Last October Gilbart J gave judgment in Mohidin & Ors v Commissioner of Police of the Metropolis & Ors  EWHC 2740 (QB), a case involving allegations of racially aggravated assault, unlawful arrest and false imprisonment against four officers within the Metropolitan Police Service. The litigation was unusual in that the Commissioner had opted to bring Part 20 claims against the individual officers, who were separately represented at the trial. In the recent, supplementary judgment ( EWHC 105 (QB)), Gilbart J has allowed the Commissioner’s claims for indemnity in respect of damages and costs against the officers who acted unlawfully.
The successful Claimants Mohidin and Khan brought claims against the Defendant Commissioner regarding the conduct of four police officers (the Third to Sixth Parties). The Commissioner brought proceedings against the officers under CPR Part 20, and findings of liability were made in respect of the actions of two of the four officers: the Third and Sixth Parties. The claims regarding the conduct of the Fourth and Sixth Parties were dismissed.
Accordingly, after the main judgment was handed down, the Commissioner pursued his Part 20 claims against the Third and Sixth Parties in respect of the damages and costs which he had accepted liability to pay to the successful Claimants by virtue of s. 88 of the Police Act 1988, together with the associated costs of bringing the Part 20 claims.
Gilbart J has confirmed that the Commissioner was entitled to recover an indemnity, alternatively a contribution, from the relevant Additional Parties by virtue of sections 1 and 6 of the Civil Liability Contribution Act 1978. He has concluded that:
- The two officers against whom “serious tortious misconduct” had been proved bore “responsibility for the damage in question” as required by s. 2 CLCA 1978 (paras. 27, 30, 32, 35);
- The Third Party, (then) PC Mark Jones, was “wholly responsible” for the damage suffered by Mr Mohidin and was therefore liable for 100% of the damages and costs payable to him (paras. 36(i) and 57(v)(a));
- The Third and Fifth Parties were both responsible for the physical assault and false imprisonment of Mr Khan, with PC Jones’ racial abuse and subsequent humiliation of Mr Khan having been “at the very least condoned by” his then Sergeant, William Wilson. This resulted in a split in liability for damages and costs of 60% for Jones and 40% for Wilson (paras. 36(iii) and (iv); 57(v)(b) and (vi)).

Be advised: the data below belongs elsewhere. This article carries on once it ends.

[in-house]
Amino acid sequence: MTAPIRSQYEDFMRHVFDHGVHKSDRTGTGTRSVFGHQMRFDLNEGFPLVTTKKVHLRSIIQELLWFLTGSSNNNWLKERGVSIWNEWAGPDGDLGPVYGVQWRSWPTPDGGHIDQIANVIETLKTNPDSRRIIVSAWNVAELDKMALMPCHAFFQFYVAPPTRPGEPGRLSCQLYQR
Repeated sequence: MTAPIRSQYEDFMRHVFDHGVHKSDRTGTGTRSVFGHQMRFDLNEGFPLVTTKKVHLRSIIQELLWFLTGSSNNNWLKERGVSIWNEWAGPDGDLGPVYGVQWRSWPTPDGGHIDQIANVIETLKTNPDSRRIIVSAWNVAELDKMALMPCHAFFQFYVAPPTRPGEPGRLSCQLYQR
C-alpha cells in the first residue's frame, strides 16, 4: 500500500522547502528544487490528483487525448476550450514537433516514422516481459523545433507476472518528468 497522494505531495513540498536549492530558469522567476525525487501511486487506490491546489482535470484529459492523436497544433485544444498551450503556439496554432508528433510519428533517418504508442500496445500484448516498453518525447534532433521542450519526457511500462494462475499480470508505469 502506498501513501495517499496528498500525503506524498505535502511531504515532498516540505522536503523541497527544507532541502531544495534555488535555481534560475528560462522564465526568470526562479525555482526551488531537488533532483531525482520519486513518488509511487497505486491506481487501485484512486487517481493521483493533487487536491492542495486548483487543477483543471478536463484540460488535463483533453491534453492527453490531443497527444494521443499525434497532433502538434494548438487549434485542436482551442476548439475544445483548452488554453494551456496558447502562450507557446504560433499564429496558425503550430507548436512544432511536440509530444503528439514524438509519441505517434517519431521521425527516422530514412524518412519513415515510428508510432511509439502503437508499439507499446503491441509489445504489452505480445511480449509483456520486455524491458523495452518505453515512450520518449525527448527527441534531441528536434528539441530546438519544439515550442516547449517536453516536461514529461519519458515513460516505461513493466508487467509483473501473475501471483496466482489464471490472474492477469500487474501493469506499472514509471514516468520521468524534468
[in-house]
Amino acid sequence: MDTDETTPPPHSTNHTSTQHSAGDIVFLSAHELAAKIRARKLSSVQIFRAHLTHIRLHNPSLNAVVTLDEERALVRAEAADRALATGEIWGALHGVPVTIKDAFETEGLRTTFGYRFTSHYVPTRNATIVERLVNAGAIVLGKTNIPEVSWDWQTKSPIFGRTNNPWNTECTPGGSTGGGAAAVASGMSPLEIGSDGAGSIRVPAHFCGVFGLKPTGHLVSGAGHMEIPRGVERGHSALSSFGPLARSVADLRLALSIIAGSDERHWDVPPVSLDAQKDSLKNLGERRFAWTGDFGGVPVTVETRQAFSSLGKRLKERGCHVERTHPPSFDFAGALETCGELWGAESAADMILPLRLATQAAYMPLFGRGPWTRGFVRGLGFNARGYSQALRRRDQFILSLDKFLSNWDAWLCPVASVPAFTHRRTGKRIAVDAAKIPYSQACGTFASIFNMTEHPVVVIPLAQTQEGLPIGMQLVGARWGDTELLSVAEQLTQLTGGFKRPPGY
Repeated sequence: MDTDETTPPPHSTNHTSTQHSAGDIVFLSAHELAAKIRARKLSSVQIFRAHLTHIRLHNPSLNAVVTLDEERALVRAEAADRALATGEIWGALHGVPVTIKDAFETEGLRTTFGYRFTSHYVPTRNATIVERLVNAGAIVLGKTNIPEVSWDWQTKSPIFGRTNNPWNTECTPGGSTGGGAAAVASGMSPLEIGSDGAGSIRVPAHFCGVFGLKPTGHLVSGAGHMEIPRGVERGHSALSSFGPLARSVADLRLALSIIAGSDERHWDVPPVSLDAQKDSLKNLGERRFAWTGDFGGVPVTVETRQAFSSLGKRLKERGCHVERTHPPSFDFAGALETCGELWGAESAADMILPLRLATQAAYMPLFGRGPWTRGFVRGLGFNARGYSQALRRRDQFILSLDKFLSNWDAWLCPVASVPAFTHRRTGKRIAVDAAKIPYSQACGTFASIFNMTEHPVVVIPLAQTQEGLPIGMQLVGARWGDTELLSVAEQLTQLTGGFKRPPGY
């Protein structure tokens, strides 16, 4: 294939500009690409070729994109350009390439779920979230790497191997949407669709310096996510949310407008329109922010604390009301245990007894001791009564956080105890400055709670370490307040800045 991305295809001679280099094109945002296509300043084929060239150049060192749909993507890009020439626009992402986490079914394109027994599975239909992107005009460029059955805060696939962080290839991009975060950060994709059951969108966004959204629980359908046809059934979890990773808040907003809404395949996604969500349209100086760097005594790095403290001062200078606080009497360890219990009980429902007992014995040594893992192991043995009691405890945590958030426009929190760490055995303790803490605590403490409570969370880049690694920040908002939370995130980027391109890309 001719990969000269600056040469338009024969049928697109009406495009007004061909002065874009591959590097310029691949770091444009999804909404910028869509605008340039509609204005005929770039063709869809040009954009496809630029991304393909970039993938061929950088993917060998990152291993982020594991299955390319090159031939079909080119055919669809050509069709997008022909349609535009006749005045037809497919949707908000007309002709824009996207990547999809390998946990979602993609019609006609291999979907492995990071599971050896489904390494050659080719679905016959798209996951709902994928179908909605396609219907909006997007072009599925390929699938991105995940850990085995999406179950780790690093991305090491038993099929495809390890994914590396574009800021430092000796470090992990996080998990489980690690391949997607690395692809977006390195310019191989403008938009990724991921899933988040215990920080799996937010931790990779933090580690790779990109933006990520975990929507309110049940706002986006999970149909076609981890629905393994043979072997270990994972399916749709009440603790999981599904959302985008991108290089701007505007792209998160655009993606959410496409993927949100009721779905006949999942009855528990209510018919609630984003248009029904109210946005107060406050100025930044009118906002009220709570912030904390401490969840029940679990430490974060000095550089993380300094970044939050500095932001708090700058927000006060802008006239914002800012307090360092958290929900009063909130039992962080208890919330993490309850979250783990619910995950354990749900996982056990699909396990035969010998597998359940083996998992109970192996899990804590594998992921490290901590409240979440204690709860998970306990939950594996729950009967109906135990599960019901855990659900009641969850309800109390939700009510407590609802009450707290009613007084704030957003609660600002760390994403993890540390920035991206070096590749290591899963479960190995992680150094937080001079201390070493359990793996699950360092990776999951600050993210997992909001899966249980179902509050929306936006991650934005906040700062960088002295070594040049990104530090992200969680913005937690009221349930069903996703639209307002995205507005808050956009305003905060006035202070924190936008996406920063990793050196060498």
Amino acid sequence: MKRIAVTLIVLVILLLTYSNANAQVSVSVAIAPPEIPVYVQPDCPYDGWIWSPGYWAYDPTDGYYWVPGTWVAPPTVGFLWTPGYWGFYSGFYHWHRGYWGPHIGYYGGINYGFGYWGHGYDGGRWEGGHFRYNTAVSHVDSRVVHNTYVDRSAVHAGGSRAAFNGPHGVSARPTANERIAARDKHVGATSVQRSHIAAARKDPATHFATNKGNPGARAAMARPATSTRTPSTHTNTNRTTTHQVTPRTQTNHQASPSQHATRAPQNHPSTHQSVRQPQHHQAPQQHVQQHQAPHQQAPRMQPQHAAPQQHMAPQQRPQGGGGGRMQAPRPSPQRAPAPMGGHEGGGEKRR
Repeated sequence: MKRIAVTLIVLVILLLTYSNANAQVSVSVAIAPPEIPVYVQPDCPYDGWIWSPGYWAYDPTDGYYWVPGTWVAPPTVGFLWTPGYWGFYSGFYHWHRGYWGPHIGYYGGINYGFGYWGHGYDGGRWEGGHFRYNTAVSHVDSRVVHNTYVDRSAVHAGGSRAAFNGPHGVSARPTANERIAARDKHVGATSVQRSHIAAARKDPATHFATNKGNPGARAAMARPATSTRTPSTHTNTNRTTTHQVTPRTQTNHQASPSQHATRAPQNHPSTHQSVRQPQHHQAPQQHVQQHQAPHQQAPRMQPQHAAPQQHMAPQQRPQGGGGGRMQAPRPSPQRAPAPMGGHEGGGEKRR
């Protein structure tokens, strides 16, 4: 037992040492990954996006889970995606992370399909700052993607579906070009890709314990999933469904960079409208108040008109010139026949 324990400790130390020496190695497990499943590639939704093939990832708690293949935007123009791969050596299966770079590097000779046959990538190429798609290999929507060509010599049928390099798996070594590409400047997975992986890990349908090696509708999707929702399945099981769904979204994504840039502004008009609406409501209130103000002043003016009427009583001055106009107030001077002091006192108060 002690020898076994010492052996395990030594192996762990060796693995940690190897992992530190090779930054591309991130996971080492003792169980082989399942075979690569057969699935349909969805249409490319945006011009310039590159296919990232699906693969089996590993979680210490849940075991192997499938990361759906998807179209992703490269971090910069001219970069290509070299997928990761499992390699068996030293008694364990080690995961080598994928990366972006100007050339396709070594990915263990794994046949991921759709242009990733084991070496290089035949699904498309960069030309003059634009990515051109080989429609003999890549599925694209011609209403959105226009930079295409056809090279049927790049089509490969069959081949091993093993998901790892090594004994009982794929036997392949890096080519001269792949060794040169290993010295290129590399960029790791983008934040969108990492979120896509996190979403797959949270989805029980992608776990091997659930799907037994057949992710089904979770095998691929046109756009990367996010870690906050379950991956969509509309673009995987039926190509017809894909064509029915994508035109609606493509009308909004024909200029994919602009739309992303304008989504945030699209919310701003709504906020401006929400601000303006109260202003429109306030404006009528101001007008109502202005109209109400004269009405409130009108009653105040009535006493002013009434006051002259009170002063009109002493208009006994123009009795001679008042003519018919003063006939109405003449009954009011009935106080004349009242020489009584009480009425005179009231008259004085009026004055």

The Commissioner had adopted a neutral stance in the litigation due to a conflict in the evidence between the four Additional Parties and a fifth police officer within the MPS who had also been involved in the index incident. Gilbart J observed that one of the consequences had been that the Commissioner had not been able to accept a Part 36 offer made by the Claimants (having not pleaded a positive case against them), which they had bettered at trial. Because it was the Commissioner’s choice to adopt a neutral approach, the costs to be paid by the Additional Parties will be assessed on the standard as opposed to indemnity basis (paras. 44 and 57).
As Gilbart J recognised, in very many cases the chief constable or commissioner will accept responsibility for meeting claims in which “an officer, faced with a difficult situation may make a misjudgment, or overreact, and may then face allegations of tortious conduct” (para. 34(i)).
It was neither unreasonable nor disproportionate to issue Part 20 proceedings in this case because:
“This was not a case of an officer going too far in defending himself, or being provoked by an offender into some excessive or over robust restraint. […] this was a bad case of police officers taking the law into their own hands and engaging in an oppressive manner, and in PC Jones’ case, one that was also racist.” (para. 34(ii));
“It is unlikely to be desirable for Part 20 proceedings against individual officers to become routine. However, it remains a valid option to seek a contribution or indemnity from officers whose conduct is proven to have been particularly egregious or abusive. This allows forces to recuperate the damages and costs of associated claims and, it must be hoped, to deter individual officers from behaving unlawfully in the first place.”